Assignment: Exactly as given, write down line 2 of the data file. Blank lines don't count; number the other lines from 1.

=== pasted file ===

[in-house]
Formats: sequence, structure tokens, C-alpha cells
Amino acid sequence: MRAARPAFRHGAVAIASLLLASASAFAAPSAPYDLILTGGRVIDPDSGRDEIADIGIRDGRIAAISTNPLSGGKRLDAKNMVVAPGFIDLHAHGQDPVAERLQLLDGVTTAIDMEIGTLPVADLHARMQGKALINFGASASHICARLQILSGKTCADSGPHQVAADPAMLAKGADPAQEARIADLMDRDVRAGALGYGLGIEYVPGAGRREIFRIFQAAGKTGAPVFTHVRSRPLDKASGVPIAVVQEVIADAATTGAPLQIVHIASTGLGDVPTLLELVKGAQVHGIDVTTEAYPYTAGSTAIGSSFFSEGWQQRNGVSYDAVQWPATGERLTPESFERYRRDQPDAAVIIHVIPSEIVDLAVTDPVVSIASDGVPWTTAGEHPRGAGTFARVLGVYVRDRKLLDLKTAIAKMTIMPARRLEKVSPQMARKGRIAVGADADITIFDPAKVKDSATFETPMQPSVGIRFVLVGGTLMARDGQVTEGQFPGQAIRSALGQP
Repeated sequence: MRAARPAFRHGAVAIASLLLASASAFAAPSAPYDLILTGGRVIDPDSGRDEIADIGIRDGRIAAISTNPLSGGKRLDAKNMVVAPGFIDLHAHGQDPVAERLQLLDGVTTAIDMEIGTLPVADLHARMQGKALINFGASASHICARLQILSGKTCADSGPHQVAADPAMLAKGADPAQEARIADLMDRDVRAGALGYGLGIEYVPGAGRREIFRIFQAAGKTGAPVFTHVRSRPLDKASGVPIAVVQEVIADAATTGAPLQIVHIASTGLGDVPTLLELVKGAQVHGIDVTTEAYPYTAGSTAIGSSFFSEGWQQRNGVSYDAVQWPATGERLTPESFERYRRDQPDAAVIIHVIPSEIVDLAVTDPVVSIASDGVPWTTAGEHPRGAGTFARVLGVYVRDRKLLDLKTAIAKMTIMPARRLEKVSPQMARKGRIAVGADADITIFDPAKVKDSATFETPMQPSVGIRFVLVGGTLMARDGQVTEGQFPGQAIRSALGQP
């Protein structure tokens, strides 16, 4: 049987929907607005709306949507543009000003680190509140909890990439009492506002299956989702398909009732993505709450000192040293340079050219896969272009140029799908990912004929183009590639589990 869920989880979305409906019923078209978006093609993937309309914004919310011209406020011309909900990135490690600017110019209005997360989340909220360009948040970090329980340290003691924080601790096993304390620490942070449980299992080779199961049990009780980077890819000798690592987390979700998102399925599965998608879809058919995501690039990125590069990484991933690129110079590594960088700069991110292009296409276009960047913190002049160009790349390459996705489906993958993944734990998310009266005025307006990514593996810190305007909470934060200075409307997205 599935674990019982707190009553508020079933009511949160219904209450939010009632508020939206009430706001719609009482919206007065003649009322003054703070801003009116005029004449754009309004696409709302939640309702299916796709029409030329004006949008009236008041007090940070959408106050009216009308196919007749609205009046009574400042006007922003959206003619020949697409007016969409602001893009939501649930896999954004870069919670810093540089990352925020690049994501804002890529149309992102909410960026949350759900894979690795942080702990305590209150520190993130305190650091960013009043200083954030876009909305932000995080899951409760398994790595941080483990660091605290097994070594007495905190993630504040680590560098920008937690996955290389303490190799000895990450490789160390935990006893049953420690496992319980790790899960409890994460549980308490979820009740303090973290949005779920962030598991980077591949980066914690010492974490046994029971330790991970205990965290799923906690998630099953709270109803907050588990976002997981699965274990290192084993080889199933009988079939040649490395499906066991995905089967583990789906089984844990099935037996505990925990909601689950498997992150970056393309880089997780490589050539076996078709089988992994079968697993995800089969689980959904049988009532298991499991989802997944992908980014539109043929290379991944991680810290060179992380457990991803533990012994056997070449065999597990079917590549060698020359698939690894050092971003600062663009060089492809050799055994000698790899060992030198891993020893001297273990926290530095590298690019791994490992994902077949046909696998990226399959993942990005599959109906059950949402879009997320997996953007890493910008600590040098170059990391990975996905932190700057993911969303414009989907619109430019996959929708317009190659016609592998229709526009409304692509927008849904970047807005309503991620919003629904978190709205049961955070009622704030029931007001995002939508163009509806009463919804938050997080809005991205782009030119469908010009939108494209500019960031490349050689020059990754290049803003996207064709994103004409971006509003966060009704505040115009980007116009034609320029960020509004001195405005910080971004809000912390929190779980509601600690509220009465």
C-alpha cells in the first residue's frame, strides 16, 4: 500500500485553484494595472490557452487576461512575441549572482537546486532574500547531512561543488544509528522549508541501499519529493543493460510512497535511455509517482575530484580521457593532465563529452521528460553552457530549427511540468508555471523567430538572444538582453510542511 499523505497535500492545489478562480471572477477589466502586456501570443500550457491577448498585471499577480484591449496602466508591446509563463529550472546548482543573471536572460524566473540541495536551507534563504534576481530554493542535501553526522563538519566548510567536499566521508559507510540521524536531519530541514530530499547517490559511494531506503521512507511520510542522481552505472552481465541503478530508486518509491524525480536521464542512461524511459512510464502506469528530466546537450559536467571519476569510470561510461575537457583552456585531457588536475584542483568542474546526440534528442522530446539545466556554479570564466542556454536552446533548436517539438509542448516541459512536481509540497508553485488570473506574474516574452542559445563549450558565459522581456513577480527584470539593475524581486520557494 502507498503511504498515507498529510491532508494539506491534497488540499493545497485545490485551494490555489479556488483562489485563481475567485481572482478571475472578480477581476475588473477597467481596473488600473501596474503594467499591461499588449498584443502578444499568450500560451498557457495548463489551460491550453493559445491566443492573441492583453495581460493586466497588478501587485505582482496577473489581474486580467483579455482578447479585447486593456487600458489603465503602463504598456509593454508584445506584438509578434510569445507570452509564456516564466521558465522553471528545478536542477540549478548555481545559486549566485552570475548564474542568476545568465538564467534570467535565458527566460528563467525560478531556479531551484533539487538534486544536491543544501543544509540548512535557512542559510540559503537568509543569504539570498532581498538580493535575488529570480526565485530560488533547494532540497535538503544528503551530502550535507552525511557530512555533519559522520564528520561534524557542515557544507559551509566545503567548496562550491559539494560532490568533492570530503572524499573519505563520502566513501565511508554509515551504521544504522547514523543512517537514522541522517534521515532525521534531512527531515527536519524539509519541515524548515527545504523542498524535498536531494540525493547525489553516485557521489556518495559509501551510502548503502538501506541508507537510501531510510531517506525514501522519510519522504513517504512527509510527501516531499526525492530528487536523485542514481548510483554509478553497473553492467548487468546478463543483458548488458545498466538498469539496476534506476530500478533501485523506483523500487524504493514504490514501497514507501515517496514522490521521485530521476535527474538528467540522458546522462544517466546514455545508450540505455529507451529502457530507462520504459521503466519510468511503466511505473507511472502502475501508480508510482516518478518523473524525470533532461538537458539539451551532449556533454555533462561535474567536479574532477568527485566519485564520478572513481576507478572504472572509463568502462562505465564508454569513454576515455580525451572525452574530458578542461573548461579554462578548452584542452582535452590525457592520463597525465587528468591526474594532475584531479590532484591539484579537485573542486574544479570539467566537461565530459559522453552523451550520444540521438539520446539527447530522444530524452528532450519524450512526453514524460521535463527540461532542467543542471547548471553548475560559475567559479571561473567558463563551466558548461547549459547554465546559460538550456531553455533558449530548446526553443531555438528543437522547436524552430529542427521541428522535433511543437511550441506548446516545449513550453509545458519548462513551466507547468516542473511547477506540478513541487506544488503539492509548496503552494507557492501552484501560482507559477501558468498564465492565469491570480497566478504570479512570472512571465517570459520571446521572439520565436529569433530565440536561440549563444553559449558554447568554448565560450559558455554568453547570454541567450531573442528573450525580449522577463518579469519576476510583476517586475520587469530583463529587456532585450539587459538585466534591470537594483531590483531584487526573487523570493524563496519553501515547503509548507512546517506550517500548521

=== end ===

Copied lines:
Formats: sequence, structure tokens, C-alpha cells